While it was possible to ski that red run right down to the resort, the descent into the valley of Samnaun, in Switzerland, was closed - not enough snow, apparently, although the cover was excellent elsewhere for so early in the season. So instead of merely riding back up the slope in the Doppelstockige Pendelbahn, I took a return trip. The word "Doppelstockige" means double- decker: the Twinliner cable-car does indeed have two decks, allowing a total capacity of 180 passengers. The smaller, upper deck (the car is in the shape of a pyramid, with the top chopped off) has seating for 10 people, and when it's empty, it offers a very civilised ride. But those who lack a head for heights should stand well back from the front of the car when it swings over the ridge for the final, steep drop into the valley.
After the journey on the hi-tech Twinliner - the driver's dashboard has enough knobs, screens and flashing lights to keep a recording engineer happy - Samnaun proved a bit of a disappointment (starting with the lavatories at the lift-station, quite the smelliest I've encountered in the German- speaking world). A former principality, the Samnaun area is now effectively part of Switzerland, but it maintains its duty-free status and the tiny village, a bus-ride away from the cable-car, has become a sort of rustic, outdoor airport terminal.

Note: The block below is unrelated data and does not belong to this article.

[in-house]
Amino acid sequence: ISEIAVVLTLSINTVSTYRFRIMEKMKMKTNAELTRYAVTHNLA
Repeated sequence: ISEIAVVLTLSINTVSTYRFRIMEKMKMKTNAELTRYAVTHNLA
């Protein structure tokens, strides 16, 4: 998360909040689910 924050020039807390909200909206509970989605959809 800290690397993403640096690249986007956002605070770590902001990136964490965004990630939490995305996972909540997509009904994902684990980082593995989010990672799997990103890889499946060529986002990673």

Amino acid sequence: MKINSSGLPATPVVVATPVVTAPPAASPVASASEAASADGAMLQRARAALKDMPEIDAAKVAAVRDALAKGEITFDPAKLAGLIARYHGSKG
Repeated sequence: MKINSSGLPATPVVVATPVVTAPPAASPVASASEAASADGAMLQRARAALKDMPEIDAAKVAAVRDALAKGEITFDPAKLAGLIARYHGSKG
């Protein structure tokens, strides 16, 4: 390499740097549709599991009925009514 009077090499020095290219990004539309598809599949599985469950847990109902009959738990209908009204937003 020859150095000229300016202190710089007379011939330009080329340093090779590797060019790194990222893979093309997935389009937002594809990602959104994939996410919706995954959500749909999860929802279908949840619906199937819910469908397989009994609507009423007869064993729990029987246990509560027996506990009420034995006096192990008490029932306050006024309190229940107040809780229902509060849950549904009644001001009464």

Its residents seemingly survive on a diet of perfume, cigarettes and liquor - quite a cheap way to live when a bottle of Famous Grouse costs only SwFr17 (about pounds 7). The only shop I found that sold more substantial provisions was the corner-shop equivalent of Harrods' food hall, its stock limited to such delicacies as dried wild meats and Cirpiani-brand spaghetti. Maybe that's why there's a double-decker running from the village up to the Ischgl ski area: so that Samnaun's inhabitants can go and buy fruit and veg.
On the way back up on the Twinliner there were 178 empty spaces. This was the Monday after the opening party: the crowds had gone, the TV crews, too, and below the almost deserted slopes, Ischgl was delightfully placid. Half-closing the eyes, one could believe it to be a sleepy Alpine village, populated by farming folk and their cattle.
Further information on www. ischgl.com or from the Austrian National Tourist Office (0171-629 0461)